Taking place at 1pm, the Surfers Against Sewage demonstration saw hundreds of protestors pick up their placard and settle their pickets in a concerted effort to end sewage pollution.
It came as part of the first National Day of Action on Water Quality, with the pressure group calling on Southern Water to stop raw sewage releases off the coast. Surfers Against Sewage joined with clean water campaign groups from all over the country to organise protests against all 12 water companies, with simultaneous events taking place all over the country.
The protests come less than a year after Southern Water was fined a record £90 million after pleading guilty to illegal discharges of sewage in rivers and coastal waters across Sussex, Kent and Hampshire.
Last month, Environmental Agency data revealed that water companies like Southern Water discharged raw sewage into UK rivers 372,533 times, prompting outrage from protestors all over the country.
“When an industry smells this bad, it’s hardly surprising people have had enough," said Hugo Tagholm, CEO of Surfers Against Sewage.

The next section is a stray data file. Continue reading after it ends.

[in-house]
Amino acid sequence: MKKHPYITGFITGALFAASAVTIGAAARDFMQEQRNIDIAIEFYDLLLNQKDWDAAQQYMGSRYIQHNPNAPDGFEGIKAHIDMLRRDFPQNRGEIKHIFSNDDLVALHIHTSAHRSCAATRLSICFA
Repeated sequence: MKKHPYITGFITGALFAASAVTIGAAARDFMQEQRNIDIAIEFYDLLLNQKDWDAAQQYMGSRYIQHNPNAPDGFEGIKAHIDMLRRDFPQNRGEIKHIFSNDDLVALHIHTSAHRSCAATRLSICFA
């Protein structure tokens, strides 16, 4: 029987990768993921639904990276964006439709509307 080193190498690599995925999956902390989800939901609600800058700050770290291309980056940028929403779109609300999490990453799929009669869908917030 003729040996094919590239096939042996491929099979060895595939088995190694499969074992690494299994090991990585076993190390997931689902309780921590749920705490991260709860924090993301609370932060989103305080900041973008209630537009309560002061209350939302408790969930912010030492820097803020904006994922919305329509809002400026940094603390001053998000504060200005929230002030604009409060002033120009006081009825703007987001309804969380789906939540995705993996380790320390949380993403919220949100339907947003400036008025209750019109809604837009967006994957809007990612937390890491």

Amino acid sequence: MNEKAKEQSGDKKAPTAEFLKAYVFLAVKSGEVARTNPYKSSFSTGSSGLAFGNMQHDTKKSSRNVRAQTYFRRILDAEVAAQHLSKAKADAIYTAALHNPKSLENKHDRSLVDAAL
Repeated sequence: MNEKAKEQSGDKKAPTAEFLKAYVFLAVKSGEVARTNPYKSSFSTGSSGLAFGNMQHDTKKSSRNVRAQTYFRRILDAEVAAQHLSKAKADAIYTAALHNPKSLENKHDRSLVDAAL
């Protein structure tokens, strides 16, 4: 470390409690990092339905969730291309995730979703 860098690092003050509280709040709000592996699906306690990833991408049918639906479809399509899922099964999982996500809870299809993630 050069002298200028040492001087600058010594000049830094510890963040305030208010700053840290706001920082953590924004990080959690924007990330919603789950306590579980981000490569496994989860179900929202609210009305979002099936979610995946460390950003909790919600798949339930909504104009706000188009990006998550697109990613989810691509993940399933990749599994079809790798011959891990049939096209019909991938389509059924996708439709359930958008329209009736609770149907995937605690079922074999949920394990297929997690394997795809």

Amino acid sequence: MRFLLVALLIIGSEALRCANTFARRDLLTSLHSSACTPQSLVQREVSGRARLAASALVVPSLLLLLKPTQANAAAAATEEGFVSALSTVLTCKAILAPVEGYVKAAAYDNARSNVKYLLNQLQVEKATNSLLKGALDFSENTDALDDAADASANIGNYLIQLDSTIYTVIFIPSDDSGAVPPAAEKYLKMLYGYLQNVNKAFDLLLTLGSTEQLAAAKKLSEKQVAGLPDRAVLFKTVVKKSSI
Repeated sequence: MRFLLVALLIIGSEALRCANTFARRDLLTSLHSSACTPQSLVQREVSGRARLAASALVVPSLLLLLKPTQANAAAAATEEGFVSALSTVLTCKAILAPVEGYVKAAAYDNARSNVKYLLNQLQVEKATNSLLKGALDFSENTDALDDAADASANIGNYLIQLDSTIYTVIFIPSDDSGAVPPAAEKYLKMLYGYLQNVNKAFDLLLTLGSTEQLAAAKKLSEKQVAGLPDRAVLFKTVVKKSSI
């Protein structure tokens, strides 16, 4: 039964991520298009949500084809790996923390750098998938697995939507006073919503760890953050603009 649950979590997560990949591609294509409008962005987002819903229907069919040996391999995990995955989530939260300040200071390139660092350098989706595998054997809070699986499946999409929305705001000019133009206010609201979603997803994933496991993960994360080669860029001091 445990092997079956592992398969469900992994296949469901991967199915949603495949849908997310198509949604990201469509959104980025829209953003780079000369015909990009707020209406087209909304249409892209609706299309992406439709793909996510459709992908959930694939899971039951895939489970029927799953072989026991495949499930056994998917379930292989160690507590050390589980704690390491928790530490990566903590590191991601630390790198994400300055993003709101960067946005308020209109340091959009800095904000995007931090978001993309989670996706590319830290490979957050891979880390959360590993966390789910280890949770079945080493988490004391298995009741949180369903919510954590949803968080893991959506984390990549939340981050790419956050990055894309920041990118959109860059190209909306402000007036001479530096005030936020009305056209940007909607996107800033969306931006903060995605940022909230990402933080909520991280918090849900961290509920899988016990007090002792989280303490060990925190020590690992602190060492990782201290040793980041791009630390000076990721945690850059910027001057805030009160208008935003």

Together with other clean water campaign groups, Surfers Against Sewage are calling for a complete stop to sewage releases by 2030. They are also asking for stronger targets to end untreated sewage discharge, an enhanced testing regime which paints an accurate, real time portrait of the UK's water quality and increased investment in infrastructure to prevent destructive practices.
“We stand with Surfers Against Sewage and we are already delivering the improvements they – and our customers - want. Our people are swimmers, paddleboarders and kayakers too," said Toby Willison, chief environment and sustainability officer for Southern Water.
"As part of our commitment to transparency, our Beachbuoy app shows in near real-time, 365 days a year, any release with the potential to affect bathing water.
“We are planning to extend this service by adding water quality data in the future. In addition, next month we will be launching the UK’s first interactive buoy off Hayling Island to monitor water quality in real time.
“Supporting and educating people about the damage that fat, oil and grease, sanitary products, nappies and wet wipes do when disposed of down sinks, toilets and drains is important. Only human waste and paper should be flushed down the toilet to avoid blockages. "